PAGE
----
Lucky Timmy and Anna.

“Here guys. You want some brownies?”
(That, boys and girls, is what is called a “rhetorical” question.)
“Now, be careful. Chocolate is bad for dogs. You mustn’t give any to Indie. It could make her sick.”
“And maybe even DIIIIEEE!” Which could have been said with far less exuberant relish, perhaps, but the content is accurate enough.
“Yes, Anna. Enough chocolate could even make her die. That would be very sad.”
“That would be very sad.” Timmy is showing a more appropriate level of concern, perhaps because he’s had some personal experience in pet-bereavement. Or, as it turns out, second-hand experience. “My mummy’s newt died, and she was very sad.”
“Your mummy had a newt?”
“Yes, and it died. And she was very sad.”
“Not as sad as for a dog, I think.”
He doesn’t lose a beat.
“No. Prolly not.”

February 19, 2009 Posted by | Anna, food, health and safety, the dog, Timmy | , , , , , , , | 3 Comments

Of dogs and cats and justice served

There is a cat in our neighbourhood.

Oh, I know. You assume that in a residential city neighbourhood, there are likely dozens of cats. There are. Dozens of them.

And then there is Maurice.

Maurice, a sleek black short-haired cat. Maurice, who will sit in the very centre of the street and stare down the car as it approaches. I’ve seen a cabbie blasting his horn — to no effect, I might add — at the contemptuous feline before him. Maurice does not have a death wish, though with this behaviour in his repertoire, it is indeed surprising that he’s survived to see his seventh years. He does not have a death wish, because, in Maurice’s mind, he OWNS that cab. And its driver. And the horse he rode in on.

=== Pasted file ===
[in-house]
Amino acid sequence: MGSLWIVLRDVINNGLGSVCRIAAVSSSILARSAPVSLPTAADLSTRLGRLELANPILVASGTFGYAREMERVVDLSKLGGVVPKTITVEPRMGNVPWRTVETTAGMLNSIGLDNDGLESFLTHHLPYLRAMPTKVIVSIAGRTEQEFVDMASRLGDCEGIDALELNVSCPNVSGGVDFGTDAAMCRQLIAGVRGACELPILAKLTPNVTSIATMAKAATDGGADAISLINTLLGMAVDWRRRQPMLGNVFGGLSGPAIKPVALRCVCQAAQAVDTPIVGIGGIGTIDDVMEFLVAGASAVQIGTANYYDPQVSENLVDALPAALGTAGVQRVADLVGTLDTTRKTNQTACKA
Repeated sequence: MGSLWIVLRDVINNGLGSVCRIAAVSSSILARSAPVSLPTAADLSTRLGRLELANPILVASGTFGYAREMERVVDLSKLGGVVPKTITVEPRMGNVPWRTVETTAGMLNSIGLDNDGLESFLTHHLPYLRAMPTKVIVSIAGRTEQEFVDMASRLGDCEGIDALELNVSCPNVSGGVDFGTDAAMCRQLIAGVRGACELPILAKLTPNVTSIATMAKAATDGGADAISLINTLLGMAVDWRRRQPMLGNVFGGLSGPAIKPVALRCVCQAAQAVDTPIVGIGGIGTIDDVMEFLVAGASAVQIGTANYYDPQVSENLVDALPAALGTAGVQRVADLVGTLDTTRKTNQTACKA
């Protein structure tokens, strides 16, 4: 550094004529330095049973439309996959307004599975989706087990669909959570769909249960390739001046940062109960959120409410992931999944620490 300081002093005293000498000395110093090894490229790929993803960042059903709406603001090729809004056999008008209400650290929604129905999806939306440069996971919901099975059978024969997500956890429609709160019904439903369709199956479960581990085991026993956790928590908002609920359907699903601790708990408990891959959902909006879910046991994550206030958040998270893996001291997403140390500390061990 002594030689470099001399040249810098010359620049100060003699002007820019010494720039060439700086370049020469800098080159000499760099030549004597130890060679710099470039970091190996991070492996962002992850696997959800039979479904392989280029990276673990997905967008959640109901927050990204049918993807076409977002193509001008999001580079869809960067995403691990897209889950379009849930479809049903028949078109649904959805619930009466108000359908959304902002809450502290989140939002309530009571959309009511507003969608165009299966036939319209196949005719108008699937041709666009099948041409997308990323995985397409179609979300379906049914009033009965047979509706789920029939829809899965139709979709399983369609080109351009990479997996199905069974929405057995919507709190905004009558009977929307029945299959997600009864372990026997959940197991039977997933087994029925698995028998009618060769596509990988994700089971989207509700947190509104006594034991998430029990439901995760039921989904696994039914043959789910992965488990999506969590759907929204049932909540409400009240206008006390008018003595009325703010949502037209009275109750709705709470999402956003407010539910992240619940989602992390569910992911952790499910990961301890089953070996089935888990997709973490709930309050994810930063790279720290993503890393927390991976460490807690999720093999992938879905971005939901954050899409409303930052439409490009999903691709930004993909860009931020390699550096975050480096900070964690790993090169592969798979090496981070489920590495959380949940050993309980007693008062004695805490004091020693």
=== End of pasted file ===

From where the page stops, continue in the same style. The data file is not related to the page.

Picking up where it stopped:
Maurce will wander into your home when opportunity presents. Maurice will then stare down any resident animals — there’s a cat or a dog wrathfully indignant with this interloper? Maurice will take them on.

Maurice also taunts dogs. Comes to a foot past the end of the leash, and just sits there, blinking at the lunging, frothing, barking apparition inches from his whiskers.

Maurice is a bit of a legend on the street.

Mary heads out with the tots, and the dog on the leash. (Note the careful placement of the comma: only the dog is leashed. See? Punctuation matters.) It is a brooding, oppressive day, immanent rain in the damp on the rising breeze, the darkening clouds overhead. We are not going far, just to the green space by the river at the base of the street. The tots can race around for a bit, the dog can find a stick and probably have a pee or four. If it does start to rain, we’re only three minutes from home. It’s all good.

What’s not good is that the tarp has blown off the stroller in last night’s blustery rain, and the stroller’s padded seats are soaked. You’d think a child in a raincoat would be protected, but no matter how carefully I line a soaked seat with plastic, the child always ends up with a soaked seat. Bah. Well, it’s a very short walk. I’ll bet Baby Noah is up to the walk. Anna and Timmy are good enough walkers, and responsive to my instructions. And it’s a very, VERY quiet street.

We’ll just walk.

Off we go. Noah on one hand, Indie on the other, Timmy and Anna walking hand-in-hand (which is so CUUUUTE) ahead of me. They’re just following instructions, but toddlers holding hands will always be one of the most endearing sights I get to see in my daily work. Always makes me go all smooshy.